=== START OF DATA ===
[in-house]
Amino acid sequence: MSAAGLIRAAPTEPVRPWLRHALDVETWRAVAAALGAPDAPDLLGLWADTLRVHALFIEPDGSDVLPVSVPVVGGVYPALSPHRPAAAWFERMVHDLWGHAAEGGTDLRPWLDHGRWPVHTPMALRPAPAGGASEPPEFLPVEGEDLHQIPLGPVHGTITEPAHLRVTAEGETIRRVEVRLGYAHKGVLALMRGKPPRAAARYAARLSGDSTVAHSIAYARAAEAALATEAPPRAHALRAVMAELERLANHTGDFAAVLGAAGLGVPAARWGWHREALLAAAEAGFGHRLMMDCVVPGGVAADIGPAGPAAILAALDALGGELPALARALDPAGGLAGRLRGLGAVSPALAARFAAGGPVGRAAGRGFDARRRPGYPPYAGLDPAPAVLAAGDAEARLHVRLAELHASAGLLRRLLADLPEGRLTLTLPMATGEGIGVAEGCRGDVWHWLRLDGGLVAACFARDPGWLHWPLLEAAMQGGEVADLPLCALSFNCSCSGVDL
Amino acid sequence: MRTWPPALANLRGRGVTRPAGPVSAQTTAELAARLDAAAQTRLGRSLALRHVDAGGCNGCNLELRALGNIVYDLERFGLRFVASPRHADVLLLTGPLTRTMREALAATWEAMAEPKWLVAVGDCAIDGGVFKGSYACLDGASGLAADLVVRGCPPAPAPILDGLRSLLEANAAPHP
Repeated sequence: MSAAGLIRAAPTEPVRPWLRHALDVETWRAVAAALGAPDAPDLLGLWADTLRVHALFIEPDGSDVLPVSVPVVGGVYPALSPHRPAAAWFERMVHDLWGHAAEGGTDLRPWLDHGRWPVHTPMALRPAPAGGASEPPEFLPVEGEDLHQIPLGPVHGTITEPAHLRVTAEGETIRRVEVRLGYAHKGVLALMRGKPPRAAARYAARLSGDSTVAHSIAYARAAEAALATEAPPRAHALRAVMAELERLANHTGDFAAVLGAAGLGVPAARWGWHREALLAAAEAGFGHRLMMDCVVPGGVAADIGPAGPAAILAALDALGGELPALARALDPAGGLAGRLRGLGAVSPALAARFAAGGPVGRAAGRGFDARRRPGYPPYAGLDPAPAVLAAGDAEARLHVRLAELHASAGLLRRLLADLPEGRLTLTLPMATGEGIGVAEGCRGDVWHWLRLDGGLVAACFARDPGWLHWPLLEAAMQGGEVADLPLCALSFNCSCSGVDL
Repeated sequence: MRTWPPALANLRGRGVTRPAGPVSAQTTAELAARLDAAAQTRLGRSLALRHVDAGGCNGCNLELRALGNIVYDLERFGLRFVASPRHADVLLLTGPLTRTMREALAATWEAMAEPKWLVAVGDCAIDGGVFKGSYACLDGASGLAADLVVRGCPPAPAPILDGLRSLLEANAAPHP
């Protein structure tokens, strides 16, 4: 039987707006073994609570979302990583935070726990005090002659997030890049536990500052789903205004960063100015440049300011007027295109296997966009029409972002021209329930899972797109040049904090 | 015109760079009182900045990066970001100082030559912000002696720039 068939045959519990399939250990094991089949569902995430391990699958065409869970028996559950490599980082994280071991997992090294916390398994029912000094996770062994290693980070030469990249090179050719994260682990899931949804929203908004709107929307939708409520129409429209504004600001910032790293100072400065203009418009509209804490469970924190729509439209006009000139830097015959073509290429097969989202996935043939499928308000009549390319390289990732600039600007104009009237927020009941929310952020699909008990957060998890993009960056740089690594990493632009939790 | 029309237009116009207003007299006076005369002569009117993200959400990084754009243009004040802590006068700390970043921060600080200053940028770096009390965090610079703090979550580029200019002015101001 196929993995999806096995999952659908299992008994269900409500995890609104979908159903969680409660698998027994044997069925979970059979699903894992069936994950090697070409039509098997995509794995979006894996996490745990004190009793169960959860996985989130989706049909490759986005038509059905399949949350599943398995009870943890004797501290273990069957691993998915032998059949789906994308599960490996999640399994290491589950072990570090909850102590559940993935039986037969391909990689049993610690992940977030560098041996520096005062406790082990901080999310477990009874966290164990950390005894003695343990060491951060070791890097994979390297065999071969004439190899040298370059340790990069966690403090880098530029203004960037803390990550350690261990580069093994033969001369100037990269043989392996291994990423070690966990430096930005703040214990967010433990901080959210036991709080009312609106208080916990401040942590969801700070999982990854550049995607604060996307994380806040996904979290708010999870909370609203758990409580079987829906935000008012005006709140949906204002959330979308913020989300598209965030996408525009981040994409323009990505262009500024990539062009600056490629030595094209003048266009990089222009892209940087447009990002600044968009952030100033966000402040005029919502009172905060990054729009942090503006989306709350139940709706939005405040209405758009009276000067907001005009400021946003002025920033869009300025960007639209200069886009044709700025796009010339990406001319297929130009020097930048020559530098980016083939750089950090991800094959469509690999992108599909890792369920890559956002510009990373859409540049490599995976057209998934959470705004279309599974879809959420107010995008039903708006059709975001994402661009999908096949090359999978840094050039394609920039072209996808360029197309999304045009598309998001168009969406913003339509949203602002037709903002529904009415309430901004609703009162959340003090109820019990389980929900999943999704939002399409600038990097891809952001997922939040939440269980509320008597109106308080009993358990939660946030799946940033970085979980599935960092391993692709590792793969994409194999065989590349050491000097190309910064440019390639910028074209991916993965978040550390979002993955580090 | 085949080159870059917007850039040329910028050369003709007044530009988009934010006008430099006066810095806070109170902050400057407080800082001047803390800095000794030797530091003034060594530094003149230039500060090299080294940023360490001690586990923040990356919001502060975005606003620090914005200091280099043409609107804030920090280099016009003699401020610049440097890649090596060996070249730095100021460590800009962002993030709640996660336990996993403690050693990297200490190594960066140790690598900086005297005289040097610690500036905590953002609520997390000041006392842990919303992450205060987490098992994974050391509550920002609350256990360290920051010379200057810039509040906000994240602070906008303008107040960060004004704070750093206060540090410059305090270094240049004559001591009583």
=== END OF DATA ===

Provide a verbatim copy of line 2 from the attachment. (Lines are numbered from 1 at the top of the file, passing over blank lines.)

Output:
Amino acid sequence: MSAAGLIRAAPTEPVRPWLRHALDVETWRAVAAALGAPDAPDLLGLWADTLRVHALFIEPDGSDVLPVSVPVVGGVYPALSPHRPAAAWFERMVHDLWGHAAEGGTDLRPWLDHGRWPVHTPMALRPAPAGGASEPPEFLPVEGEDLHQIPLGPVHGTITEPAHLRVTAEGETIRRVEVRLGYAHKGVLALMRGKPPRAAARYAARLSGDSTVAHSIAYARAAEAALATEAPPRAHALRAVMAELERLANHTGDFAAVLGAAGLGVPAARWGWHREALLAAAEAGFGHRLMMDCVVPGGVAADIGPAGPAAILAALDALGGELPALARALDPAGGLAGRLRGLGAVSPALAARFAAGGPVGRAAGRGFDARRRPGYPPYAGLDPAPAVLAAGDAEARLHVRLAELHASAGLLRRLLADLPEGRLTLTLPMATGEGIGVAEGCRGDVWHWLRLDGGLVAACFARDPGWLHWPLLEAAMQGGEVADLPLCALSFNCSCSGVDL